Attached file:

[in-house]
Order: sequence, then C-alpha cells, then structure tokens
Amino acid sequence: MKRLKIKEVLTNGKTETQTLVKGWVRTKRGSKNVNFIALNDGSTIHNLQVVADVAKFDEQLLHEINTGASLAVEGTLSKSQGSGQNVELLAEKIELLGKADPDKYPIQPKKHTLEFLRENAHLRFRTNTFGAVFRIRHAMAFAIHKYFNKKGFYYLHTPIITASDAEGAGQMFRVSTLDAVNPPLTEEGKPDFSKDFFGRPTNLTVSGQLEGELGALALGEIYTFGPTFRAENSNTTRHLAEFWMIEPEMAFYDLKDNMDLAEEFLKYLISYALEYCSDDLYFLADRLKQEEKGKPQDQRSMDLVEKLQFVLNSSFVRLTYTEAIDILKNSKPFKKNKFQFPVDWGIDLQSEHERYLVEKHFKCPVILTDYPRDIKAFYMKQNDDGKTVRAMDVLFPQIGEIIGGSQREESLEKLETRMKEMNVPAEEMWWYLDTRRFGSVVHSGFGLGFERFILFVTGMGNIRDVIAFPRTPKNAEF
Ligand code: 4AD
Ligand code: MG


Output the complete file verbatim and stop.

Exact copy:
[in-house]
Order: sequence, then C-alpha cells, then structure tokens
Amino acid sequence: MKRLKIKEVLTNGKTETQTLVKGWVRTKRGSKNVNFIALNDGSTIHNLQVVADVAKFDEQLLHEINTGASLAVEGTLSKSQGSGQNVELLAEKIELLGKADPDKYPIQPKKHTLEFLRENAHLRFRTNTFGAVFRIRHAMAFAIHKYFNKKGFYYLHTPIITASDAEGAGQMFRVSTLDAVNPPLTEEGKPDFSKDFFGRPTNLTVSGQLEGELGALALGEIYTFGPTFRAENSNTTRHLAEFWMIEPEMAFYDLKDNMDLAEEFLKYLISYALEYCSDDLYFLADRLKQEEKGKPQDQRSMDLVEKLQFVLNSSFVRLTYTEAIDILKNSKPFKKNKFQFPVDWGIDLQSEHERYLVEKHFKCPVILTDYPRDIKAFYMKQNDDGKTVRAMDVLFPQIGEIIGGSQREESLEKLETRMKEMNVPAEEMWWYLDTRRFGSVVHSGFGLGFERFILFVTGMGNIRDVIAFPRTPKNAEF
Ligand code: 4AD
Ligand code: MG